It was probably 2000 or 2001 when I traveled to St. Louis to see one of my favorite live performers of all time, Paul Rodgers of Bad Company at the Riverport Amphitheater. We had just got to our seats when an opening act would come on and blow my mind. After half way through the first song, I started to take notice of a young skinny twenty-something exceptional guitarist playing the blues. By the end of his 30-minute set, I was a fan; a fan of Joe Bonamassa.

I started to follow Bonamassa after first seeing him in St Louis and would see him perform every time he came around. I caught him in sold out venues as well as seeing him play at the now closed, but legendary, Grand Emporium in Kansas City at a show with fewer than a hundred people in attendance. A Joe Bonamassa show always has one thing in common; perfection.

This time around, I had to travel to Topeka, Kansas to take in Joe’s show.  On this tour, he mixed it up a little having a two set show with no opening act. The first set was an acoustic set performing nine songs. After a 20-minute intermission and stage changeover, the second set was full on electric performing ten more songs.

With very little frills, Bonamassa started right into his acoustic set with fellow band mates Gerry O’Connor (fiddle and banjo etc),  Mats Wester (mandola and nyckelharpa), Lenny Castro (percussion), and Derek Sherinian (keyboards). The band sounded tight and performed together as if they had done so for a long time. I am always wildly impressed with Bonamassa’s acoustic guitar skills. There are few people who can maintain the speed with the precision as Joe can. There’s really not much I can say other than big surprise… I was blown away!

After a short intermission, the electric set kicked off in full force with Dust Bowl, one of my favorite JB songs. It’s obvious that JB is obsessed with detail and perfection. The level of skill on display is just over the top. Joe was joined on stage for his second set by Carmine Rojas (bass), Tal Bergman (drums), Derek Sherinian (keyboards), and Lenny Castro (percussion) to form an equally as impressive backup for Joe’s stunning skill on the electric guitar and his amazing vocals.

In summation, you don’t have to be a guitar nerd or a big blues fan to be impressed by Joe’s talent. Joe Bonamassa has built a fan base around releasing quality music and consistently giving it his all when performing live. After seeing him just shy of ten times, I can say Joe has never let me down; I’m a fan for life!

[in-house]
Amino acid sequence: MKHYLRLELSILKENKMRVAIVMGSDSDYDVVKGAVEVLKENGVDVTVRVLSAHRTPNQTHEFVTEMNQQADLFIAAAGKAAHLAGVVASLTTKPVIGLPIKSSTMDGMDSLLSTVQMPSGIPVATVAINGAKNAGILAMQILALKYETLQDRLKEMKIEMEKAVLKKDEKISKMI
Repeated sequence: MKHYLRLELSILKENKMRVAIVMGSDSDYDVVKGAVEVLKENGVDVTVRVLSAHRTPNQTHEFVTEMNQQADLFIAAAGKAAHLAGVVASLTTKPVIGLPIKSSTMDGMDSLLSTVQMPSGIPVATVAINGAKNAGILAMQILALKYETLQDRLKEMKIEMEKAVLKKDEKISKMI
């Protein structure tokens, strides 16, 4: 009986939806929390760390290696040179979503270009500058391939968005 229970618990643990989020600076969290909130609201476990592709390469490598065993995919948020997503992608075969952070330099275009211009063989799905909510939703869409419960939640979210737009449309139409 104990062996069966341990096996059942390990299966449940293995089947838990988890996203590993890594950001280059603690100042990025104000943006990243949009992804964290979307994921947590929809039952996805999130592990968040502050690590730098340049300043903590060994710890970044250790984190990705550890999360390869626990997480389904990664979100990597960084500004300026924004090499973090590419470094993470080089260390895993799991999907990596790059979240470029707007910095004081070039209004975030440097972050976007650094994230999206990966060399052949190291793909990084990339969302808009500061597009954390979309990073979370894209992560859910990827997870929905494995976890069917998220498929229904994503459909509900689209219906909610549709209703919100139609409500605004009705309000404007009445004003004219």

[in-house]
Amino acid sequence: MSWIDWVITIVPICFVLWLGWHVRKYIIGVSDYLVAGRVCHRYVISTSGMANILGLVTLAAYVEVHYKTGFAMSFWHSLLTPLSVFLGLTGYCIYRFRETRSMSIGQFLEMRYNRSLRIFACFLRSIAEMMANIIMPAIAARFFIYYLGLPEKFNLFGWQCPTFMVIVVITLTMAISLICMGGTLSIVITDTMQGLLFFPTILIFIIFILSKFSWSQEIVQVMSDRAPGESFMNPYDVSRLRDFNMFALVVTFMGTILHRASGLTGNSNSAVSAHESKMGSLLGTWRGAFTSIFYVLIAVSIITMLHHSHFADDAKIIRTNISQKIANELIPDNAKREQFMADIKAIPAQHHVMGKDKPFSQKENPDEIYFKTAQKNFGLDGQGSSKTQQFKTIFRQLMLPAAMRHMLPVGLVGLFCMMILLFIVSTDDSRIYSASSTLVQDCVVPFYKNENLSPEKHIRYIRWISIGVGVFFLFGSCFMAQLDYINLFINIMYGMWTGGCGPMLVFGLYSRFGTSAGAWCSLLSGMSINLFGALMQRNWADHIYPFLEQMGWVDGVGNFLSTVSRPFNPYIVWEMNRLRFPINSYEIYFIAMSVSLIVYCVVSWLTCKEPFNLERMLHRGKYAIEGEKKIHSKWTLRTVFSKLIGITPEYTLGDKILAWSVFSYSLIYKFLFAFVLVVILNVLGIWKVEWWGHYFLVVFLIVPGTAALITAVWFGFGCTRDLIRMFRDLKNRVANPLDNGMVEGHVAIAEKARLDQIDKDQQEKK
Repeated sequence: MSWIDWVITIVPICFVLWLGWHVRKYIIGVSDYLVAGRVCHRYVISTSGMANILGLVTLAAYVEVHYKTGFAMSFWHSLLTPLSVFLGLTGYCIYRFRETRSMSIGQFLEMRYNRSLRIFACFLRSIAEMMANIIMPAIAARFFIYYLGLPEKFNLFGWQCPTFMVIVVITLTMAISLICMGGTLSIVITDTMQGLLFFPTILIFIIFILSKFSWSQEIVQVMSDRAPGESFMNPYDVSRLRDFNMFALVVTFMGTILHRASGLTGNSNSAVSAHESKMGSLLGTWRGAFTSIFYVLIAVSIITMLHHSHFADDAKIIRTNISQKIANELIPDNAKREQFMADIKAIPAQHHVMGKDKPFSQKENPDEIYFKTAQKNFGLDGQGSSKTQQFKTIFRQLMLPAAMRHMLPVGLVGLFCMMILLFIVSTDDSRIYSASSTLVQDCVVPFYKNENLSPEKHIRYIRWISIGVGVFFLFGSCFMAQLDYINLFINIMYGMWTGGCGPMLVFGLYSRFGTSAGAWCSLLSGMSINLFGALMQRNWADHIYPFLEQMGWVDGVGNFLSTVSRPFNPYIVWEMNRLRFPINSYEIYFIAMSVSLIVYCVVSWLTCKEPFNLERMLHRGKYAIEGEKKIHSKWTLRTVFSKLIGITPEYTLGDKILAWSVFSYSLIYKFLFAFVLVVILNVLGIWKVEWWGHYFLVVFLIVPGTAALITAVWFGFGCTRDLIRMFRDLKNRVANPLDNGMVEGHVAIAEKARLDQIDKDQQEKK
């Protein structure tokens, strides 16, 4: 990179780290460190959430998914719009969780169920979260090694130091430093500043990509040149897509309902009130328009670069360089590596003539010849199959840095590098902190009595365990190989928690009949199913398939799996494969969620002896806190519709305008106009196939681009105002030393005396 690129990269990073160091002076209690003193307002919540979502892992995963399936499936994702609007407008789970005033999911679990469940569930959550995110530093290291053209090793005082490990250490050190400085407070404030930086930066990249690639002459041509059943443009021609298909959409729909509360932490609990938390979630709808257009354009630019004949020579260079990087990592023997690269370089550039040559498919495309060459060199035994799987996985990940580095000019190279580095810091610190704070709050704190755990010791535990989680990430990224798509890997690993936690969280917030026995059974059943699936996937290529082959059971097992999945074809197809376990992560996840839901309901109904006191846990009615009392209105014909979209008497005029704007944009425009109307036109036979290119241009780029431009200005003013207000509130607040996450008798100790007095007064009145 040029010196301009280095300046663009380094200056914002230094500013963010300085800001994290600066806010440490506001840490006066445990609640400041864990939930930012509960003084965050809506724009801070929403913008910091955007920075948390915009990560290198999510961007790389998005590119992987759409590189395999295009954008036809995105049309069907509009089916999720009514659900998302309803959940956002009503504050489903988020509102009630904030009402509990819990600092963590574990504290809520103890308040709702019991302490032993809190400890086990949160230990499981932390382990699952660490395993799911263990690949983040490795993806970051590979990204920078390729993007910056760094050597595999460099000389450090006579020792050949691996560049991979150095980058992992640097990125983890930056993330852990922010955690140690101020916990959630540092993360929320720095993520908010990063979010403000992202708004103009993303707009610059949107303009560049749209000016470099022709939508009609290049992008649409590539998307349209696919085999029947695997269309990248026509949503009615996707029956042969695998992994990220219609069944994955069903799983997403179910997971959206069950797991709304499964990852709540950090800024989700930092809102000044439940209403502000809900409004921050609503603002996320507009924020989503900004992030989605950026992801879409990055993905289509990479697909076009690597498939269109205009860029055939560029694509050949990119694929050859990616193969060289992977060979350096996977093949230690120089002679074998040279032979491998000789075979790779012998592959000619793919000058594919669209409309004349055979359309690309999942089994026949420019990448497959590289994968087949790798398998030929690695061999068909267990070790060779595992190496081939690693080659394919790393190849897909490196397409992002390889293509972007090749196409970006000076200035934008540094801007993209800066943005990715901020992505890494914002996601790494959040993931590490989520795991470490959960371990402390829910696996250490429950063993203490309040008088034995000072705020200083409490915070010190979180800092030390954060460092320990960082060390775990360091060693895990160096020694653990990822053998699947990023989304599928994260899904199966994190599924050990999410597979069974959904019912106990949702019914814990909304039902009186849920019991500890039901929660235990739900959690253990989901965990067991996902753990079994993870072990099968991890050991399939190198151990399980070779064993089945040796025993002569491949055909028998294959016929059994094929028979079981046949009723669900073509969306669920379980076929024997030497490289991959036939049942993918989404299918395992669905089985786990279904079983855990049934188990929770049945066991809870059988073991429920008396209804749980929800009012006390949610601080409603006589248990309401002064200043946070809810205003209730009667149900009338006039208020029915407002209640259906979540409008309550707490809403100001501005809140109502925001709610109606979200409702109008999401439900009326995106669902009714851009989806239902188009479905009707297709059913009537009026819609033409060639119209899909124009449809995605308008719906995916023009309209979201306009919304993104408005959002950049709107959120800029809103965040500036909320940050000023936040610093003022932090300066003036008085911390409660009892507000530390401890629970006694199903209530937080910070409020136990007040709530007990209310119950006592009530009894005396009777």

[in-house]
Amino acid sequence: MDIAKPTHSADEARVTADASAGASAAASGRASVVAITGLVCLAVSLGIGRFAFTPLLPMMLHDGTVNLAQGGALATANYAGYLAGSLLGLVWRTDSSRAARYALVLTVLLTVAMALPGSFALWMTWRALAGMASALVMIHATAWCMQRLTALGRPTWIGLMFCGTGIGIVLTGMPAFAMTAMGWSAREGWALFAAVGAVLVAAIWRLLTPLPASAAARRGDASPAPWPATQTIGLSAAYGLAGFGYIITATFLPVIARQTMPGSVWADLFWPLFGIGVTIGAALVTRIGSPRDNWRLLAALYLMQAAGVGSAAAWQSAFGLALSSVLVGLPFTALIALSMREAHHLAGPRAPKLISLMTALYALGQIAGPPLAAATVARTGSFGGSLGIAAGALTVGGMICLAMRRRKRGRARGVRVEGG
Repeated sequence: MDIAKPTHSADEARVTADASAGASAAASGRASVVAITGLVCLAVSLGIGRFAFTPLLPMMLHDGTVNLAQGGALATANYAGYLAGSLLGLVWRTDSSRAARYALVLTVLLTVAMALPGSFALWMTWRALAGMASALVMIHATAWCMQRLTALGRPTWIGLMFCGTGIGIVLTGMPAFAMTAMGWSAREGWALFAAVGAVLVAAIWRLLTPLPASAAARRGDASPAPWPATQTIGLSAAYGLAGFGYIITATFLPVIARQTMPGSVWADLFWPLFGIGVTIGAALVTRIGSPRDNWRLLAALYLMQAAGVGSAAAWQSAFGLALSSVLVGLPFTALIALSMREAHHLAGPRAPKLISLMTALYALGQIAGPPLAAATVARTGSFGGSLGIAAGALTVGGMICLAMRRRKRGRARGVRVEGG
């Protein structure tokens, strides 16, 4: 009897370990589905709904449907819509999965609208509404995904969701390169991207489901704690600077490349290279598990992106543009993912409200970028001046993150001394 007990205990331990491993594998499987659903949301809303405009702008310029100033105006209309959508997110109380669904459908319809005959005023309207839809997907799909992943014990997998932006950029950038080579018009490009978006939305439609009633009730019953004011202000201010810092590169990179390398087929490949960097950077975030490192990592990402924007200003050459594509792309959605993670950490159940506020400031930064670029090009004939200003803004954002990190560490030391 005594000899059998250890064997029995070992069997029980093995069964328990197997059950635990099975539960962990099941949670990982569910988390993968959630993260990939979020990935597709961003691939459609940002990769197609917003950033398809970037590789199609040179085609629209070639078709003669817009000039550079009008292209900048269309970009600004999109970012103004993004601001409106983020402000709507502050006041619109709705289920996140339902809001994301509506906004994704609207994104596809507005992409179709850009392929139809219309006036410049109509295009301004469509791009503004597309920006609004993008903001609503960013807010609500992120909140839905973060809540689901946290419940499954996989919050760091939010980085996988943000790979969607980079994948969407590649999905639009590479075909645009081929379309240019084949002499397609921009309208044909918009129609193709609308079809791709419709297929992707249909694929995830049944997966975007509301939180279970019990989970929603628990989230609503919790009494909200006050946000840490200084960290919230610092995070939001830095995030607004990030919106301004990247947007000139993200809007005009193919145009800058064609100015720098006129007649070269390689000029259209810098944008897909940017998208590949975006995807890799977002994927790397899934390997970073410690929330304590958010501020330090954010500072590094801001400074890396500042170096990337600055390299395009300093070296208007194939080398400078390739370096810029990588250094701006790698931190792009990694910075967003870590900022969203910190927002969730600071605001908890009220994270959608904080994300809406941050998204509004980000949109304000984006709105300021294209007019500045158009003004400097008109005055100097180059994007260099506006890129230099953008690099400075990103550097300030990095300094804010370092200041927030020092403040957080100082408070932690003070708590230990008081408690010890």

Acoustic set:
Woke Up Dreaming
Seagull
Jelly Roll
Black Lung Heartache
Driving Towards the Daylight
Jockey Full of Bourbon
Dislocated Boy
Ball Peen Hammer
Athens to Athens

Electric set:
Dust Bowl
Oh Beautiful
Who’s Been Talking
Midnight Blues
Slow Train
Love Ain’t A Love Song
Slow Gin
Ballad of John Henry
Django
Mountain Time

Joe Bonamassa online:
http://jbonamassa.com
https://www.facebook.com/JoeBonamassa
https://twitter.com/jbonamassa

Casey Drahota
www.rockstarphotographer.com
www.facebook.com/DrahotaRSphotographer

About The Author

From the first time Casey played one of his mom's old records on her pioneer turntable, he knew what he wanted to be, a rock star. Everything changed after seeing his first concert, Def Leopard back in the 80's. It is one thing to listen to a great song on the radio, but to see a great performer on stage performing that same song is what he loves. His life long passion for live music has intersected with a more recent passion of photography to once again change everything by introducing him to the world of concert photography. Getting a great shot of an amazing performance and seeing the reactions to a photograph can be exhilarating. Being a concert photographer can be chaotic, exciting, high energy, obstacle ridden, right in the mix place to be while trying to concentrate on getting great band interaction and emotion.

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